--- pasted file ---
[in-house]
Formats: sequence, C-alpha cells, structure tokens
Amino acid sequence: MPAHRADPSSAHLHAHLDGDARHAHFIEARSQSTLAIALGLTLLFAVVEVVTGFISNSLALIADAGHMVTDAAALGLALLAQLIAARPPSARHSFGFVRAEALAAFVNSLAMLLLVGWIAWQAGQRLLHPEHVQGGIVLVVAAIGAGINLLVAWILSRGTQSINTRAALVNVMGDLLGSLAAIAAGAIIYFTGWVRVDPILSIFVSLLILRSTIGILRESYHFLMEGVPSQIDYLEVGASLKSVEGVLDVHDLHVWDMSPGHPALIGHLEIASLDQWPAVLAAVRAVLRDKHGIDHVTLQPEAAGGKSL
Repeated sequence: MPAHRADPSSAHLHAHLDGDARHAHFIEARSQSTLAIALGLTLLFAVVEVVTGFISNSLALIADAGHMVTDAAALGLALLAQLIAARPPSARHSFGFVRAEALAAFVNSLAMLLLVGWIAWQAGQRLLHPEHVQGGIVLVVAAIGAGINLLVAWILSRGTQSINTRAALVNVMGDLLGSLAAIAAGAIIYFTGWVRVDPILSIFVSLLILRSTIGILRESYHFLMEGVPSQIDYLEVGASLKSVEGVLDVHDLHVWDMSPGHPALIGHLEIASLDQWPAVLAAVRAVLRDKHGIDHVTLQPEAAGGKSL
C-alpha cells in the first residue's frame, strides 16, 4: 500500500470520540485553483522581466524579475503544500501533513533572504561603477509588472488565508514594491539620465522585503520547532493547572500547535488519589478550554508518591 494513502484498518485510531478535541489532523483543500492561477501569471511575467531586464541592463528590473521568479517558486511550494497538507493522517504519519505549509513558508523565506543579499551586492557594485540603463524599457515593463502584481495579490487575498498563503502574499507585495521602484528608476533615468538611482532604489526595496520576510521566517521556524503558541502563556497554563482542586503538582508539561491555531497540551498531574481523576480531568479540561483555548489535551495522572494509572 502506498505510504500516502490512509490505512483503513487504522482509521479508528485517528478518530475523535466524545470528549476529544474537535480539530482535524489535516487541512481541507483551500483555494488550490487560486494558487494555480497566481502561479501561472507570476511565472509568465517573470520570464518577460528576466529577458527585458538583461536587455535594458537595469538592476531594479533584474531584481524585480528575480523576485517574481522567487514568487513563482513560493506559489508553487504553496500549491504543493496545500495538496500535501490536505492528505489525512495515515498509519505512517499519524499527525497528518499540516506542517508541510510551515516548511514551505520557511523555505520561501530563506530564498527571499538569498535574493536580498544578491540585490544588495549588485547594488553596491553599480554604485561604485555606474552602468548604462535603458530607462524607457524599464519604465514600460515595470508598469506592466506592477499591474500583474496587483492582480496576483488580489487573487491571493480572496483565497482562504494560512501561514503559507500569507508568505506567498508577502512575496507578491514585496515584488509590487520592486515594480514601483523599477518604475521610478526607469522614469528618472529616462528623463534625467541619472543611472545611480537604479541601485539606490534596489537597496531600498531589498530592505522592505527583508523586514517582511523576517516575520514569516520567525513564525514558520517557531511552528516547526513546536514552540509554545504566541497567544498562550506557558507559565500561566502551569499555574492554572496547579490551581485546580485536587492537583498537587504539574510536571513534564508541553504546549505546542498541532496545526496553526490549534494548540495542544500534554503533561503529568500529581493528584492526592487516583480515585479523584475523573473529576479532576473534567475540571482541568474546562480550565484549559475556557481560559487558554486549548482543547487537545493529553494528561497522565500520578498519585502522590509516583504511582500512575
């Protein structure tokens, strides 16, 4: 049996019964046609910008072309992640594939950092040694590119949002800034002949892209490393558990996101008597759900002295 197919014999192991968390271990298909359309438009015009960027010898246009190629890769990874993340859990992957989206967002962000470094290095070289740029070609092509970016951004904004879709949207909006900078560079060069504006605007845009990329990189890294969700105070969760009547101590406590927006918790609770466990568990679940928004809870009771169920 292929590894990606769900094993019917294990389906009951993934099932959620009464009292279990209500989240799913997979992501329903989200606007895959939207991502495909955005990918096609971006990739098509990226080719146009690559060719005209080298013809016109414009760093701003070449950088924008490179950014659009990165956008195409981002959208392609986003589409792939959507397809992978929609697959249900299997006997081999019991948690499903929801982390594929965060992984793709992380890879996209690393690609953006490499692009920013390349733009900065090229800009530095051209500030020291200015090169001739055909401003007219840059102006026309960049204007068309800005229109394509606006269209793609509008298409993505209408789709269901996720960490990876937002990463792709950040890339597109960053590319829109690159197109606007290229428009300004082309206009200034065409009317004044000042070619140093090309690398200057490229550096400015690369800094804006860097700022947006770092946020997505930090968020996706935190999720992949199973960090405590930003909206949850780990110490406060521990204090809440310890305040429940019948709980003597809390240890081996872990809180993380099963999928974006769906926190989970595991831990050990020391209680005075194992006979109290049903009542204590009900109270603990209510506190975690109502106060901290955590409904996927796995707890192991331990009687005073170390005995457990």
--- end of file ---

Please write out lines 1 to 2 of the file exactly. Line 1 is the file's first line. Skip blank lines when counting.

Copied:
[in-house]
Formats: sequence, C-alpha cells, structure tokens